Designed by Cohlmeyer Architecture, the Cowichan Regional Visitor Centre, in Canada, evokes a grandeur display of façade, with multi-functional spatial arrangements offering some splendid sustainable design ideas. The structure, on the other hand, evolved over a period of years with a strong inclination towards breaking the moulds of native architectural language.
With a concept brewed in transforming the past into the present, the use of pitched sloped roofs, with overhangs, generate a striking resemblance, to the old stockyards of the vale. In all of this, the structure stands surrounded by a similar background, which aided to draw the blueprints for the Cowichan Regional Centre.
Notably, the site of the centre remains improvised to generate a warm ambience to the workers and visiting fraternity. In addition, at a certain angle, the building appears as a triangulated structure, which in original is rectilinear in form and stands diagonally cut to form unequal quadrilaterals. Each of the divided section, organised into effective functional spaces, lends a contemporary look to the décor. Furthermore, every section of the roof intersects with the triangulated structure to form an elevated line, which renders an impressive appearance to the façade.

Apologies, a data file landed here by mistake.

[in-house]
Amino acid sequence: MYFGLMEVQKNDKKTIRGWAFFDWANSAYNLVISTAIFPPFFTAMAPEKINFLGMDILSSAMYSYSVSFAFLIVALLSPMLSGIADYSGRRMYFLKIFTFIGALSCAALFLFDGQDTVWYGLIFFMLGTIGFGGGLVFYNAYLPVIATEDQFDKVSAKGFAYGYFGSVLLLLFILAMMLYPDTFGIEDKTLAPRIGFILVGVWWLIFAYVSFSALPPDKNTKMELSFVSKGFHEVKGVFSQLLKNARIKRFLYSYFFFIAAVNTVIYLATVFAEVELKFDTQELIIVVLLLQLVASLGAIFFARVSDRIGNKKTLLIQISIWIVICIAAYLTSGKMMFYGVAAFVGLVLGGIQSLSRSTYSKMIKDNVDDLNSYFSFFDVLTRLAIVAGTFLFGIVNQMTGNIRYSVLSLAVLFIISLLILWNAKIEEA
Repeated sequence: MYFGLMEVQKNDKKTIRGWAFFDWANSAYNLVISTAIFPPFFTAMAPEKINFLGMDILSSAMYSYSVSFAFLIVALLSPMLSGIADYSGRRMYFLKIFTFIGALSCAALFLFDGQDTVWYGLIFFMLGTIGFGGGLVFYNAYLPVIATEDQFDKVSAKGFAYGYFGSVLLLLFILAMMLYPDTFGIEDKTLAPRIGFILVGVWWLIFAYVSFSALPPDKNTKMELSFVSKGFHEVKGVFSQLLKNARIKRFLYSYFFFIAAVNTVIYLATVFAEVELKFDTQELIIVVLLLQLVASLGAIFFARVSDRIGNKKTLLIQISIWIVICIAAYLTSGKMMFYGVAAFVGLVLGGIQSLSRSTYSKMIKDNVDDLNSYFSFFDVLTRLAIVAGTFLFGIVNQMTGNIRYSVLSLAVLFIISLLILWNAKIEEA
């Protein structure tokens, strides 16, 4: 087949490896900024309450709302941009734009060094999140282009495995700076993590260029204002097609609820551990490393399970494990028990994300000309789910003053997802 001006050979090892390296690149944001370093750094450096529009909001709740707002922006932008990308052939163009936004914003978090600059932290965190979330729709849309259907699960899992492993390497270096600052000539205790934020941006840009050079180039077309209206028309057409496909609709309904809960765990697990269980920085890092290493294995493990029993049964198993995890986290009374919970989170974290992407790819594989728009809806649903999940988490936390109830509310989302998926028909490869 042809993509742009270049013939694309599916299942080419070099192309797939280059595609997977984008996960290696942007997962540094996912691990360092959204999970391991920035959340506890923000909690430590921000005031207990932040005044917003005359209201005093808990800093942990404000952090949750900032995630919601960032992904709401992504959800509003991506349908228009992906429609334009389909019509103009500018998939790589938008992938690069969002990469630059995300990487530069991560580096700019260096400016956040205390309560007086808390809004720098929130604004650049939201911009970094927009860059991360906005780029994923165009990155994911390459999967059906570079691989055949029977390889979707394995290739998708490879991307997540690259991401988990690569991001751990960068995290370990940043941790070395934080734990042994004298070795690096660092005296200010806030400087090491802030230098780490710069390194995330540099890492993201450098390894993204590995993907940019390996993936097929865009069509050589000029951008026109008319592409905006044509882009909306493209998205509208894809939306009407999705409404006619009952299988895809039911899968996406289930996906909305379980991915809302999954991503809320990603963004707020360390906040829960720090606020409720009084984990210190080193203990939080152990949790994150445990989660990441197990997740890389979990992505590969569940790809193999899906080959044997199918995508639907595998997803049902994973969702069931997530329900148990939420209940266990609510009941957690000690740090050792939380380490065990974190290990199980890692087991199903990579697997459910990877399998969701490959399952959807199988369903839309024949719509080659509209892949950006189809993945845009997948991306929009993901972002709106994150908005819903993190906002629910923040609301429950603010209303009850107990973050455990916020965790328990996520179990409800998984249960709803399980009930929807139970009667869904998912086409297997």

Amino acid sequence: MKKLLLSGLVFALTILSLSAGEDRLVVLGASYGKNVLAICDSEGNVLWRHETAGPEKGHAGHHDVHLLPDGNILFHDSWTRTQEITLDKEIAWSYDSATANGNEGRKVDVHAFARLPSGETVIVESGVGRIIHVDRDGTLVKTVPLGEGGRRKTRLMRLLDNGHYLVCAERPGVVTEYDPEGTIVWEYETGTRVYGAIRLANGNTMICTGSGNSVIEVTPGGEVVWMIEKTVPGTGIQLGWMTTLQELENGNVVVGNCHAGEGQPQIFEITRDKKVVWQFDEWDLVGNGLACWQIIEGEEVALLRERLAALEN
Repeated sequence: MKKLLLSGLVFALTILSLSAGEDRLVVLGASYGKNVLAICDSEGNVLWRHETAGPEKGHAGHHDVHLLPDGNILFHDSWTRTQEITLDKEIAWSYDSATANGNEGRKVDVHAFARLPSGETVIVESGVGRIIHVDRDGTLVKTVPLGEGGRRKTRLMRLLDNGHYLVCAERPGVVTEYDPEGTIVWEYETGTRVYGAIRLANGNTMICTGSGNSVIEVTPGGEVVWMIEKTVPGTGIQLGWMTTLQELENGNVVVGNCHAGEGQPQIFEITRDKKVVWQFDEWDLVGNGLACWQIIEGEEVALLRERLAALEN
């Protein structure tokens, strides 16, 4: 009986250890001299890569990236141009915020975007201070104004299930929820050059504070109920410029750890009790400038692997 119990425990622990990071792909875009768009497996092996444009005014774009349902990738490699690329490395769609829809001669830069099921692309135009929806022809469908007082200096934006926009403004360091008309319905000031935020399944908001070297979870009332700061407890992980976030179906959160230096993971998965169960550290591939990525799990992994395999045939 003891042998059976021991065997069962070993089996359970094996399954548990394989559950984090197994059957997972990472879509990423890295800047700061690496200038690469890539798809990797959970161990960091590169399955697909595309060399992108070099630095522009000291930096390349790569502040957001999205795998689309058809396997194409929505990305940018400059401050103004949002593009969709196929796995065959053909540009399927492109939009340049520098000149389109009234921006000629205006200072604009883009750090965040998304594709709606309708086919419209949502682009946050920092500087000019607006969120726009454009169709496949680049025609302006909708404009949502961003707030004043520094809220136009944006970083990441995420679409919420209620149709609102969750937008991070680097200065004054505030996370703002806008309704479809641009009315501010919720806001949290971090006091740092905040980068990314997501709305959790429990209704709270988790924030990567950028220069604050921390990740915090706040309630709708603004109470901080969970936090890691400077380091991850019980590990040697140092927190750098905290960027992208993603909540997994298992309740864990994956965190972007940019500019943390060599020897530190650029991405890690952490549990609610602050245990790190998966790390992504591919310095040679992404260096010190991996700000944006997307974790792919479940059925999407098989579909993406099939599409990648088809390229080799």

Accordingly, the structure stands built with processed timber and remains externally laminated with medium density fibreboard for resilient strength and smooth appearance. Moreover, the designed roof structure eliminates the need to flush water out by mechanical means owing to its sloping nature. Again, the essential need to conserve heat and energy is a major hurdle, which occurs by trapping solar heat by photovoltaic panels.
Largely, the use of natural daylight for the centre eliminates unnecessary lighting fixtures, and so is the ventilation channel, which facilitates fresh circulation of the air, all through the day. Even more, the topography of the site ensures a well-planned sewer system, to drain water from flooding the area, during the rains. In essence, the building structure acts as a sustainable building with proper energy conservation measures for an eco-friendly environment.
Photos By : Bob Matheson Photography